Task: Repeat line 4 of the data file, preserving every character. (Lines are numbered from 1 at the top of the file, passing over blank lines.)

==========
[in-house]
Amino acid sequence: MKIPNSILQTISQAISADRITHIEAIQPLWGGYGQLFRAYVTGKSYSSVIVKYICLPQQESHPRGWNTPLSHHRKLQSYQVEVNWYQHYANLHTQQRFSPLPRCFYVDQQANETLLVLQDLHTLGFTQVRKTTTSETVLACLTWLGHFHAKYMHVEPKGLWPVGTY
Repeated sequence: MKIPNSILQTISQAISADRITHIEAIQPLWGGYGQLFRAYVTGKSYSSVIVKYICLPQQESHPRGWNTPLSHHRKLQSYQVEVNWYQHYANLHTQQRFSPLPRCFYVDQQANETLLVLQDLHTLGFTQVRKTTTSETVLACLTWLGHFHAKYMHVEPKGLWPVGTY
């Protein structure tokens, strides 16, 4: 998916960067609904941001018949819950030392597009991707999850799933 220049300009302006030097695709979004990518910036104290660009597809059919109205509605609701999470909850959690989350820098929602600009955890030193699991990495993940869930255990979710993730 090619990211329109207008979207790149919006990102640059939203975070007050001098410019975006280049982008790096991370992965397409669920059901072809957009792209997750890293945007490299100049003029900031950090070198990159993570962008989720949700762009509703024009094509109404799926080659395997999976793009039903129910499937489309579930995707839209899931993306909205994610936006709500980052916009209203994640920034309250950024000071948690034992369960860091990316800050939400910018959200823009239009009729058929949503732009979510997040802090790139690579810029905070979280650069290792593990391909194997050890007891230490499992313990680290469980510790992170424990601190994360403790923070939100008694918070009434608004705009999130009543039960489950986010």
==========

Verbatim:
């Protein structure tokens, strides 16, 4: 998916960067609904941001018949819950030392597009991707999850799933 220049300009302006030097695709979004990518910036104290660009597809059919109205509605609701999470909850959690989350820098929602600009955890030193699991990495993940869930255990979710993730 090619990211329109207008979207790149919006990102640059939203975070007050001098410019975006280049982008790096991370992965397409669920059901072809957009792209997750890293945007490299100049003029900031950090070198990159993570962008989720949700762009509703024009094509109404799926080659395997999976793009039903129910499937489309579930995707839209899931993306909205994610936006709500980052916009209203994640920034309250950024000071948690034992369960860091990316800050939400910018959200823009239009009729058929949503732009979510997040802090790139690579810029905070979280650069290792593990391909194997050890007891230490499992313990680290469980510790992170424990601190994360403790923070939100008694918070009434608004705009999130009543039960489950986010």